2024 RAMSA Prize

The RAMSA Prize is a $7,000 grant to fund a two-week-long research and travel fellowship exploring a location’s sense of place. Proposals can include architectural research or design projects and may focus on a wide range of topics such as regional traditions, public health, infrastructure, housing equity, civic engagement, or environmental studies. Recipients will complete their travel in the spring following the announcement of the award and present their research to the firm in fall 2024.

Now in its ninth year, the RAMSA Prize is awarded annually by the partners of Robert A.M. Stern Architects to design staff to engage in targeted, in-depth research into a city, town, or place, in a way that can meaningfully inform design work. In addition, the prize allows staff to pursue personal interests as an extension of the firm’s research-based design principles.

Congratulations to 2023 RAMSA Prize Recipients Rabei Javaid Bhatti and Karolina Piorko! Rabei and Karolina will travel to Brazil to study late seventeenth-century and early eighteenth-century Barroco Mineiro architecture. Their research will include an analysis of civic and religious buildings in several towns located along the Estrada Real in the southeastern region of the country. Through the use of photography and vibrant watercolor, they will create a catalogue of Brazil's distinct Baroque architecture. Learn more about their research here, “2023 RAMSA Prize Recipients Study Baroque Architecture in Brazil.”

The prize is administered by RAMSA Research. Email prize@ramsa.com with any questions.

2022 Prize Recipients – Avani Agarwal and Daniela Déu

Avani Agarwal and Daniela Déu traveled to Portugal to study the architectural styles and urban settings of five neighborhoods in Lisbon. Their research included an analysis of the relationships between public and private spaces, street hierarchy, massing techniques, fenestration details, and materiality. 

Click here to view proposal.

2021 Prize Recipients – Alp Demiroglu and MG Lewis

Migration to the Magic City: Early Modernisms in an Ever-Expanding Miami

Alp Demiroglu and MG Lewis traveled to Miami Beach to study art deco architecture. They documented architectural landmarks through photography and on-site sketching, and met with local historians and viewed archival collections to better understand historical influences.

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2020 Prize Recipients – Amanda Iglesias and Christopher Tritt

Renaissance: Architecture and Placemaking in Central Harlem

Amanda Iglesias and Christopher Tritt studied Harlem landmarks to better understand the challenges and triumphs of Black placemaking in the United States. Their research included a week-long series of walks through Harlem focusing on three interconnected themes for the buildings: religion, culture, and people.

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2019 Prize Recipients – Justin Lai and Ron Ostezan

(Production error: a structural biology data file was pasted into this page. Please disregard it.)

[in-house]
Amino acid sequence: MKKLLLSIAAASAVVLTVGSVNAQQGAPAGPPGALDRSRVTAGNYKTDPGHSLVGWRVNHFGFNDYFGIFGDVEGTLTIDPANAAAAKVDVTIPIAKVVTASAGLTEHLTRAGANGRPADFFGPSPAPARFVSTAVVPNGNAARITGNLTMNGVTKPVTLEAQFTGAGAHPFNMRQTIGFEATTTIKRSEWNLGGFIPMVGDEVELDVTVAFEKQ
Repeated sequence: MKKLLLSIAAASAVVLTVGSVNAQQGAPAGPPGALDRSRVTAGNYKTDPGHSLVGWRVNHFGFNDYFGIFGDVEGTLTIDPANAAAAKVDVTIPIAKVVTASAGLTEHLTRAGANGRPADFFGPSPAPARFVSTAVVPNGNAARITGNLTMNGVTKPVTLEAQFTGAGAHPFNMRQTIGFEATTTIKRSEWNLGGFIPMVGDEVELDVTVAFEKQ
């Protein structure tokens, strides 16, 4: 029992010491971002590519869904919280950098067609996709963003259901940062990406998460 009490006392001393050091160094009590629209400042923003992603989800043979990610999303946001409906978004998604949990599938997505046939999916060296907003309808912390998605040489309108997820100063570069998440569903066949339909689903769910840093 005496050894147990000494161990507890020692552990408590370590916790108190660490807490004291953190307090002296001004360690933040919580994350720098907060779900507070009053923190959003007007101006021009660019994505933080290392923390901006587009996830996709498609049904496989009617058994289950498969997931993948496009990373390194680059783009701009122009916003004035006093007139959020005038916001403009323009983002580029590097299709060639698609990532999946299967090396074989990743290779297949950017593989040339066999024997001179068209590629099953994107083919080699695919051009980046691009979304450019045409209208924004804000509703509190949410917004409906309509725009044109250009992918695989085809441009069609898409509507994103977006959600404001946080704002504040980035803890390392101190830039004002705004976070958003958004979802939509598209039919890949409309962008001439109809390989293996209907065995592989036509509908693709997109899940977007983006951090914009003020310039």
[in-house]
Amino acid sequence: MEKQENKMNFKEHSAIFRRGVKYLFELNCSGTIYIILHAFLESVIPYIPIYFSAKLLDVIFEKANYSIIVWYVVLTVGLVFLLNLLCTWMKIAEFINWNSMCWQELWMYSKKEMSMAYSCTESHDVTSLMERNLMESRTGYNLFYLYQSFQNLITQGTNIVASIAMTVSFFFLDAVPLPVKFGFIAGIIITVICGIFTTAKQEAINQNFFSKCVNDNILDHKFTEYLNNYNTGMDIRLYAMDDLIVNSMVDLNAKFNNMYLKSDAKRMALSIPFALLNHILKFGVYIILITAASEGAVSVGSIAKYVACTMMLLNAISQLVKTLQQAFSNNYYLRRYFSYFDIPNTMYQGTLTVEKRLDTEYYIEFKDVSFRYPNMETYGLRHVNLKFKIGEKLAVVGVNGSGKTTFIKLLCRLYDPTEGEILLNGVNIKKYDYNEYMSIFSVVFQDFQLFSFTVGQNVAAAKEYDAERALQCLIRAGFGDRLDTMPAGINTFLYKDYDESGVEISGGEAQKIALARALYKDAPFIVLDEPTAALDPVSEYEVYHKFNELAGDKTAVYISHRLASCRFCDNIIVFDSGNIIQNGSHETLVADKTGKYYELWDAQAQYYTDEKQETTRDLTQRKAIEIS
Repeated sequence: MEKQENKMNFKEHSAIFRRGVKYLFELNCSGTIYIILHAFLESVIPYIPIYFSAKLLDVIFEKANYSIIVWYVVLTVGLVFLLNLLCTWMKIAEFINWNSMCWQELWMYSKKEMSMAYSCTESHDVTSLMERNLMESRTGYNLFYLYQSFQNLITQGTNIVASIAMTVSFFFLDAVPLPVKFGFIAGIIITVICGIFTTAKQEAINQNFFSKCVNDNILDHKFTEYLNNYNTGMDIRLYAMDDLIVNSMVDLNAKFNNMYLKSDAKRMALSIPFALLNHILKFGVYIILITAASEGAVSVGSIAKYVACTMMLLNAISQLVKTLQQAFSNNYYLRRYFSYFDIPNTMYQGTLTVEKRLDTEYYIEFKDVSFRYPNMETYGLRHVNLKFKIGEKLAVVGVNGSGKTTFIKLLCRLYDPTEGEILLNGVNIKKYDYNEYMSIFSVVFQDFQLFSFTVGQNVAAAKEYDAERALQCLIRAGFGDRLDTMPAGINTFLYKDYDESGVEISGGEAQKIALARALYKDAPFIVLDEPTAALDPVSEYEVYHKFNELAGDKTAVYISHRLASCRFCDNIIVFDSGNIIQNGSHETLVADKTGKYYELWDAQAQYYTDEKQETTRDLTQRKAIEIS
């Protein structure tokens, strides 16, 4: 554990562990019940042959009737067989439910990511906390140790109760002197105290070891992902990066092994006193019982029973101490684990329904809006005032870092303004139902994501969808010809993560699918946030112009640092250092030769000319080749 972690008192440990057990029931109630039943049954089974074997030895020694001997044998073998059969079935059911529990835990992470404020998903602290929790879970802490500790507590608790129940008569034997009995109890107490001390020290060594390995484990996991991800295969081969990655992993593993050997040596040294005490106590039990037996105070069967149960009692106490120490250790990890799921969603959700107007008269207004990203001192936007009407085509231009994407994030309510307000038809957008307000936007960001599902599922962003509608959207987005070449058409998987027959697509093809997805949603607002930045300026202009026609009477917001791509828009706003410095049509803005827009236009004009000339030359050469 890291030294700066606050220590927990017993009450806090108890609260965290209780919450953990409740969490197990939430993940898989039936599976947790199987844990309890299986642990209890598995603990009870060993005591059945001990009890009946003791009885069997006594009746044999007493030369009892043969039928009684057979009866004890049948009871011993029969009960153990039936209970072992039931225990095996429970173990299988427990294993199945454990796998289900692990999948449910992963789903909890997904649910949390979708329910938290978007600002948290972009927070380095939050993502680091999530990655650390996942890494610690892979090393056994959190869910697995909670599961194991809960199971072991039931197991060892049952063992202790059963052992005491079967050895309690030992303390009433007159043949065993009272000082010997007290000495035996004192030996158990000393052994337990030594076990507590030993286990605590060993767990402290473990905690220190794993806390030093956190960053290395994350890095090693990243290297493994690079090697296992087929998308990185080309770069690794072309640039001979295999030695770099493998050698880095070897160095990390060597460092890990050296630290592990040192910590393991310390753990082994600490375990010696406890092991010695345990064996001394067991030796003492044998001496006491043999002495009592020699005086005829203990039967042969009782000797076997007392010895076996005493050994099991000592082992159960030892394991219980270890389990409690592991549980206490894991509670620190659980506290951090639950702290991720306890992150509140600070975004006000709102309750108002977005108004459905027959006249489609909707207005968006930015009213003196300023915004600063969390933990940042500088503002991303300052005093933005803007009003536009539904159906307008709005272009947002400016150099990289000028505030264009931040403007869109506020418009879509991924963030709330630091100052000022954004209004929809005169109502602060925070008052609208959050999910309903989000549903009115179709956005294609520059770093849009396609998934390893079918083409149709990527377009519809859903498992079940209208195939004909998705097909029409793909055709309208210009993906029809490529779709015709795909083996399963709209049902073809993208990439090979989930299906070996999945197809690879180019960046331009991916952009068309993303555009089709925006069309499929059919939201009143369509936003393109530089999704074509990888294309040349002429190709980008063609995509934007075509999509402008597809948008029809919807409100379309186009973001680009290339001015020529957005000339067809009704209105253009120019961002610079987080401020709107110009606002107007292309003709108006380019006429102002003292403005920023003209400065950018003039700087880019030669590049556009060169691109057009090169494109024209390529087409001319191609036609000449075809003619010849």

Argentina Between the Wars: Housing as Style, Not Typology

Justin Lai and Ron Ostezan traveled to the Argentine cities of Buenos Aires, Rosario, and Mar del Plata to study the architectural styles of residential buildings completed between 1920 and 1940.

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2019 Prize Recipients – Brenna Decker and Caitlin B. Getman

Governed by Hierarchy: Japan’s Samurai Districts

Brenna Decker and Caitlin B. Getman traveled throughout southern Japan to catalogue and analyze six preserved samurai districts.

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2018 Prize Recipients – Kristen Gates and Thomas Nye

Harmony of the Whole: Cities Beautiful in 20th Century India

Kristen Gates and Thomas Nye’s research focused on Sir Edwin Lutyens’s early 20th-century work for Imperial New Delhi and Le Corbusier’s mid-20th-century designs for Chandigarh—two chronologically and geographically adjacent examples of an architect developing the master plan for a new city and designing everything from public and institutional buildings, monuments, residences, down to the scale of furniture.

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2017 Prize Recipients – Robert Cannavino and Mark Santrach

“Just” Housing: Dutch Social Housing from 1915–1930

Robert Cannavino and Mark Santrach’s research focused on early-20th-century social housing in Amsterdam that originated from the National Housing Act of 1902. The completion of entire neighborhoods during a small window of time between the First and Second World Wars aimed to combat the increasing overpopulation and deterioration of the city, and would promote the planning, funding, and standardization of Dutch housing for decades. “The Dutch created rich urban fabrics with just social housing,” wrote Cannavino and Santrach. “Despite lacking grand civic buildings and the benefit of incremental growth, the new neighborhoods espoused a clear hierarchy of forms, a rich network of public spaces, and a degree of picturesque monumentality.”

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2016 Prize Recipients – Robert Moldafsky and Javier Perez

Understanding Regionalism: The Creation of Place in the Spanish Colonies

Robert Moldafsky and Javier Perez traveled to cities in central Mexico and port cities in the Caribbean and Central America to study Spanish Colonial architecture. Each location was selected for its unique climate, local materials, and regional differences. Moldafsky and Perez studied “how these sets of stimuli created new variations in Spanish architectural character across New Spain.”

Click here to view proposal.